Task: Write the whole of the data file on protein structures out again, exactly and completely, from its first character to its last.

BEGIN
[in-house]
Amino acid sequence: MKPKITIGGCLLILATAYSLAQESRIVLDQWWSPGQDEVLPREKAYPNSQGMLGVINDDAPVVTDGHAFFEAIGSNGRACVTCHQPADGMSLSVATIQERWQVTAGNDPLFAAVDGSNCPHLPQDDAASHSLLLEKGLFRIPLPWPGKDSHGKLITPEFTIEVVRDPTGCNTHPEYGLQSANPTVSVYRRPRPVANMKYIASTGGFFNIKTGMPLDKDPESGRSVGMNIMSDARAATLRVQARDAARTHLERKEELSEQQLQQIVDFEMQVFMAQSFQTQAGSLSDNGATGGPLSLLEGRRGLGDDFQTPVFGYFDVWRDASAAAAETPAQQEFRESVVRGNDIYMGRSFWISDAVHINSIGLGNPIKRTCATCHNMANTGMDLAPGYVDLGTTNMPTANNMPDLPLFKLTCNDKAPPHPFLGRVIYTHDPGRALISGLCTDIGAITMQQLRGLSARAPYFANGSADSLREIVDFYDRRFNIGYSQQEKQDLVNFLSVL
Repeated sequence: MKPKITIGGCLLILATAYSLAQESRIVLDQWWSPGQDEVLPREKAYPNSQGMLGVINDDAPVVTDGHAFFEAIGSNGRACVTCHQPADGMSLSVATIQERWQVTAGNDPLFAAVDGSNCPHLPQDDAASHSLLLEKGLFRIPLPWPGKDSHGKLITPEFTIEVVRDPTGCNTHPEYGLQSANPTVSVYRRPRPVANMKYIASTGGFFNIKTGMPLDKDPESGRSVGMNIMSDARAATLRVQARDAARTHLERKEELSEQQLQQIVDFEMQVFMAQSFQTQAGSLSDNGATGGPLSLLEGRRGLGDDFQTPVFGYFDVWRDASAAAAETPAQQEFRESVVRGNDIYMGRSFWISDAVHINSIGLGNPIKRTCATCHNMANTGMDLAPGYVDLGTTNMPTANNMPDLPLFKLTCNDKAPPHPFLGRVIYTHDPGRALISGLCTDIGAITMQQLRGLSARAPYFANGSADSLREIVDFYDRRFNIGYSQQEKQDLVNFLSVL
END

[in-house]
Amino acid sequence: MKPKITIGGCLLILATAYSLAQESRIVLDQWWSPGQDEVLPREKAYPNSQGMLGVINDDAPVVTDGHAFFEAIGSNGRACVTCHQPADGMSLSVATIQERWQVTAGNDPLFAAVDGSNCPHLPQDDAASHSLLLEKGLFRIPLPWPGKDSHGKLITPEFTIEVVRDPTGCNTHPEYGLQSANPTVSVYRRPRPVANMKYIASTGGFFNIKTGMPLDKDPESGRSVGMNIMSDARAATLRVQARDAARTHLERKEELSEQQLQQIVDFEMQVFMAQSFQTQAGSLSDNGATGGPLSLLEGRRGLGDDFQTPVFGYFDVWRDASAAAAETPAQQEFRESVVRGNDIYMGRSFWISDAVHINSIGLGNPIKRTCATCHNMANTGMDLAPGYVDLGTTNMPTANNMPDLPLFKLTCNDKAPPHPFLGRVIYTHDPGRALISGLCTDIGAITMQQLRGLSARAPYFANGSADSLREIVDFYDRRFNIGYSQQEKQDLVNFLSVL
Repeated sequence: MKPKITIGGCLLILATAYSLAQESRIVLDQWWSPGQDEVLPREKAYPNSQGMLGVINDDAPVVTDGHAFFEAIGSNGRACVTCHQPADGMSLSVATIQERWQVTAGNDPLFAAVDGSNCPHLPQDDAASHSLLLEKGLFRIPLPWPGKDSHGKLITPEFTIEVVRDPTGCNTHPEYGLQSANPTVSVYRRPRPVANMKYIASTGGFFNIKTGMPLDKDPESGRSVGMNIMSDARAATLRVQARDAARTHLERKEELSEQQLQQIVDFEMQVFMAQSFQTQAGSLSDNGATGGPLSLLEGRRGLGDDFQTPVFGYFDVWRDASAAAAETPAQQEFRESVVRGNDIYMGRSFWISDAVHINSIGLGNPIKRTCATCHNMANTGMDLAPGYVDLGTTNMPTANNMPDLPLFKLTCNDKAPPHPFLGRVIYTHDPGRALISGLCTDIGAITMQQLRGLSARAPYFANGSADSLREIVDFYDRRFNIGYSQQEKQDLVNFLSVL